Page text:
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Hypokalemic Periodic Paralysis

Hypokalemic Periodic Paralysis is an inherited form of periodic paralysis characterized by attacks in which the serum potassium level is low and respiratory paralysis may occur. Hypokalemic periodic paralysis is characterized by a fall in potassium levels in the blood. Hypokalemic attacks are usually triggered by exercising too strenuously, eating too many carbohydrates, or taking drugs such as insulin. Attacks of hypokalemic periodic paralysis begin in adolescence and may last for a few hours or persist for several days. Some patients may develop a fixed muscle weakness later in life.
 
 

Causes of Hypokalemic Periodic Paralysis attacks

Raising your bodies blood sugar too fast can cause an attack. Foods high in simple carbohydrates such as foods high in sugar, fruit juices, bread, cereal products, potatoes, rice and pasta cause your bodies blood sugar to rise quickly. When your blood sugar rises quickly your body quickly elevates your insulin level. Insulin drives potassium from the blood into the cells, which triggers weakness. Also large meals and salty foods can cause an attack in some Hypokalemic Periodic Paralysis patients.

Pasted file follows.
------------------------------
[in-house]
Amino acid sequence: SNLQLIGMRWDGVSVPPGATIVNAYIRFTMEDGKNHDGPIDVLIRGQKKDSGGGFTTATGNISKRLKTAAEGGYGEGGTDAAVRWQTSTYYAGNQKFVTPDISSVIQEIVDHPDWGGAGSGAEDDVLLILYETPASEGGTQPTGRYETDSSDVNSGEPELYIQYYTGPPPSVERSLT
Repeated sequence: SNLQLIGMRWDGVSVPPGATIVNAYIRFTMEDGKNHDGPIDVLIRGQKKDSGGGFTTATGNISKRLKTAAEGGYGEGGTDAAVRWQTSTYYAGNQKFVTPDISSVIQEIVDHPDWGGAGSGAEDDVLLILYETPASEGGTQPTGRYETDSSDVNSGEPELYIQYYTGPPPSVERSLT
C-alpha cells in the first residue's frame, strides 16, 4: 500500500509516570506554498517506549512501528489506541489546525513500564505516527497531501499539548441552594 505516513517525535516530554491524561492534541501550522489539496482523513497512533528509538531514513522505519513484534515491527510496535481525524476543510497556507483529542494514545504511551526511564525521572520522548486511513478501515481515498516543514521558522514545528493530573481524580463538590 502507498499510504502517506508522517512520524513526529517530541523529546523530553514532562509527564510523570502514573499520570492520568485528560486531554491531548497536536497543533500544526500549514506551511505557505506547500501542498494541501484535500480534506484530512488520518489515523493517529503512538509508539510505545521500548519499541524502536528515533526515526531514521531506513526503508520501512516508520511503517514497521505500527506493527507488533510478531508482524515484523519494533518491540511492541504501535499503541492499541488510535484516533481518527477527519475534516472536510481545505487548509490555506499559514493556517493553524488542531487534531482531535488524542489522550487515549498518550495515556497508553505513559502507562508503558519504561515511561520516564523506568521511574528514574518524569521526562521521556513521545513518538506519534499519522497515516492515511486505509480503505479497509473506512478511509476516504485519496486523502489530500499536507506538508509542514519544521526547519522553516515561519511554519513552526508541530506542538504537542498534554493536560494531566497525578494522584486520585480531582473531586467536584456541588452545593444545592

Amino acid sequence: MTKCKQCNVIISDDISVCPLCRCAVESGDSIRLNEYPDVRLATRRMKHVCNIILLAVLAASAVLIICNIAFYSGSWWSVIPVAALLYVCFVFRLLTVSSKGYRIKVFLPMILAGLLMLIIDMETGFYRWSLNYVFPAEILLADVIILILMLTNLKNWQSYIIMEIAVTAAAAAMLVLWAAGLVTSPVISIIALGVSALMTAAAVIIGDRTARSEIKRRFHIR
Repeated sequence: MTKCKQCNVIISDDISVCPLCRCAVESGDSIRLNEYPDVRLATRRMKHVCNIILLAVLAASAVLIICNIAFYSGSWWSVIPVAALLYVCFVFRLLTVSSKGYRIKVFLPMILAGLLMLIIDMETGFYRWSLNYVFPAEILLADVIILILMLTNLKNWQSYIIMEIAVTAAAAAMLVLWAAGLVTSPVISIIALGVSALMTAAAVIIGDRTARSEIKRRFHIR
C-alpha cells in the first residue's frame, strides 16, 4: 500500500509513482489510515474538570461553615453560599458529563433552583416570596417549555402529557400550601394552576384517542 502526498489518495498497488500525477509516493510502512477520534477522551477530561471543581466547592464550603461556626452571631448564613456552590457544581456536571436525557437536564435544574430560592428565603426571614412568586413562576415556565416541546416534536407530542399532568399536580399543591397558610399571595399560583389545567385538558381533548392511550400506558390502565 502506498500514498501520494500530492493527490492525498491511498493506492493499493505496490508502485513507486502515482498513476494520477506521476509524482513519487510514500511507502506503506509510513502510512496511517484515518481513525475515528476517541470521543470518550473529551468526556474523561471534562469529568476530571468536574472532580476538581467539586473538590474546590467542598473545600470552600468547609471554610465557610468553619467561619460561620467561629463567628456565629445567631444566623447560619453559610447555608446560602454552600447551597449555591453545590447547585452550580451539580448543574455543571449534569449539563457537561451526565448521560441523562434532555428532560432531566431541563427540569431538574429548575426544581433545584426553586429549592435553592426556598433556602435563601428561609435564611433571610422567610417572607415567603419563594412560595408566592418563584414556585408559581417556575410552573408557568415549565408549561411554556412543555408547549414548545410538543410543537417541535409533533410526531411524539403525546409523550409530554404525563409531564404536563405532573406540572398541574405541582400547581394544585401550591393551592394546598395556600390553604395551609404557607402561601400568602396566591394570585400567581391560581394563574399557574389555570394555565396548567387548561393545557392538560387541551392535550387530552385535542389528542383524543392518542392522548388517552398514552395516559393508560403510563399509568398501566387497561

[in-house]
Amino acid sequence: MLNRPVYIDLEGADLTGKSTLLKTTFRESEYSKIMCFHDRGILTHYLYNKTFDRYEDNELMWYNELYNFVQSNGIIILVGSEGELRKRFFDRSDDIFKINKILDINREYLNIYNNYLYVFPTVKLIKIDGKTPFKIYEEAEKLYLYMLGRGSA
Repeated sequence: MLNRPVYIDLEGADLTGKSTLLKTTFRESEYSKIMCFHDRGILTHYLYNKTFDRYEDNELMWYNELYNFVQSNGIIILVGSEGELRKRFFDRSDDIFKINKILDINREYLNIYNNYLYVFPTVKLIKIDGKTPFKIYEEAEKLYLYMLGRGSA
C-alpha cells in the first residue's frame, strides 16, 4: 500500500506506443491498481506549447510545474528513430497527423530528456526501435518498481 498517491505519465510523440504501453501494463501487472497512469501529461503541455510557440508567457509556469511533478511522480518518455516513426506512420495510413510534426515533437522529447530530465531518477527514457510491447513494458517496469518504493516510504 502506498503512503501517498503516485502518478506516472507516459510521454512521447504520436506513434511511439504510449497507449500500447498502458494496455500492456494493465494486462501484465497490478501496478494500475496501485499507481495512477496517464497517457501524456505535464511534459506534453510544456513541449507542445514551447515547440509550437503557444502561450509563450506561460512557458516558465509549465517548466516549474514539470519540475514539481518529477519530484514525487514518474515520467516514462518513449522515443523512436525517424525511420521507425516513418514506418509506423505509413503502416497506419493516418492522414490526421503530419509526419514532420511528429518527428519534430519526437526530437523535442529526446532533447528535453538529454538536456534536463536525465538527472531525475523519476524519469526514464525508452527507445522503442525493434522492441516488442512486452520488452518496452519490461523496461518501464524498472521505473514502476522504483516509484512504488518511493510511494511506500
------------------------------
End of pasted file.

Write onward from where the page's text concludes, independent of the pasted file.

To much exercise can cause a Hypokalemic Periodic Paralysis attack. Many times this comes the day after.

Symptoms of Hypokalemic Periodic Paralysis attacks

  • Weakness may range from slight transient weakness of an isolated muscle group to severe generalized weakness.The heart and muscles associated with breathing  are not effected.
  • Mild attacks are frequent and involve only a limited group of muscles, and may be unilateral, partial, or affecting just one muscle.
  • Severe attacks begin in the morning. Often there has been strenuous exercise or a high carbohydrate meal on the previous day.Patients awake with marked symmetrical weakness.
  • The duration of weakness can vary from a few hours to a week but it seldom exceeds 72 hours.
  • Urinary output is reduced during an attack as water is retained within the muscle cells.

 

 

 
 
 
 
 
   

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05/27/2011

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